View this artwork by appointment, at Tate Britain's Prints and Drawings Rooms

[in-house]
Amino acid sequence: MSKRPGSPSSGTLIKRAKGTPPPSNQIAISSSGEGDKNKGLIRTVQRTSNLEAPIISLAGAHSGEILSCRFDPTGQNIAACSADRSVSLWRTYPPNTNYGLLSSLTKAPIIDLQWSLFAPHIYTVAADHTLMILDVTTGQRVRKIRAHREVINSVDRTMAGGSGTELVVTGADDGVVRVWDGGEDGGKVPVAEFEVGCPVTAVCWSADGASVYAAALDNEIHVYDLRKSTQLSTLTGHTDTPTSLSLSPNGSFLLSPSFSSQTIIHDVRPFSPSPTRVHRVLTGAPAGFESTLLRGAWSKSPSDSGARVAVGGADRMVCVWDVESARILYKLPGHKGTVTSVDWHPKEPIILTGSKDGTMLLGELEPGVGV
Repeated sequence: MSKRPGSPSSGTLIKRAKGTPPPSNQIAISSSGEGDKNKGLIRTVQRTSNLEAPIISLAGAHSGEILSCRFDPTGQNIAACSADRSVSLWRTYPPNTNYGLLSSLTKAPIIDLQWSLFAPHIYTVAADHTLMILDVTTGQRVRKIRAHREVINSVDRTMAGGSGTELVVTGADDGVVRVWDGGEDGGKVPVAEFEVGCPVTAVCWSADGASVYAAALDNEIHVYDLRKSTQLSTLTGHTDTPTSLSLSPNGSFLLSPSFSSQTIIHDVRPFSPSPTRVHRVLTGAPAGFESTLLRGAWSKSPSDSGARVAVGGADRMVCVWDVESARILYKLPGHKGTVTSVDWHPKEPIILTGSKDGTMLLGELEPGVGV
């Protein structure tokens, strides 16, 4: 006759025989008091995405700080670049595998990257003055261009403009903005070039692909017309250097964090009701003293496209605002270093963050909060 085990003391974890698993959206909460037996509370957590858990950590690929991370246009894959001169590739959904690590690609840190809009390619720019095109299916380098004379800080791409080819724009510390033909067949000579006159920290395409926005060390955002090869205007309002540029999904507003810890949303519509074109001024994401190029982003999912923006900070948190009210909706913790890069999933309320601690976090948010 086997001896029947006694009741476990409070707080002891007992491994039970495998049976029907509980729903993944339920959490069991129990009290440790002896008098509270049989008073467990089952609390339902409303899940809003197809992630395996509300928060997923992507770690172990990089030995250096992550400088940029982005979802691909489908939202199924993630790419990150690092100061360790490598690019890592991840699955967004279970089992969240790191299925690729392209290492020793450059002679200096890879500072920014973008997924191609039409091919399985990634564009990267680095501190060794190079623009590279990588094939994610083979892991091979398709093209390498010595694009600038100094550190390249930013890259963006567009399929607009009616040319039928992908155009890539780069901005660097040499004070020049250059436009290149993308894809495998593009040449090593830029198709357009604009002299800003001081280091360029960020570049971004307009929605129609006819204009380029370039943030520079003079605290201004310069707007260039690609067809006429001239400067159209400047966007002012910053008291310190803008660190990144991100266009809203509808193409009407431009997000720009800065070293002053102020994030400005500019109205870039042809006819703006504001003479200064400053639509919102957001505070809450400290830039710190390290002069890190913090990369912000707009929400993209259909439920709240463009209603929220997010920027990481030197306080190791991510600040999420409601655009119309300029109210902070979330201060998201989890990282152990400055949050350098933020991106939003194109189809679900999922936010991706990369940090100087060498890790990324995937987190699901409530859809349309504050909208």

The West Tower of Helmsley Castle is the most substantial of the remains of the castle built on twelfth–century foundations by William de Ros in the late thirteenth century; the other extant structures are the remains of a sixteenth–century manor house built by Edward Manners, 3rd Earl of Rutland. The castle was slighted by Parliamentary forces under Sir Thomas Fairfax after it was surrendered to them in 1644 during the Civil War. From 1632 the manor house belonged to George Villiers, Duke of Buckingham, whose son inherited it and in 1657 married Fairfax’s daughter Mary. A later owner, Thomas Duncombe, abandoned the castle for a new house close by, Duncombe Park, designed by Sir John Vanbrugh. Duncombe Park and its neighbourhood were to be the subject of a number of watercolour studies made by John Sell Cotman (1782–1842) around 1806.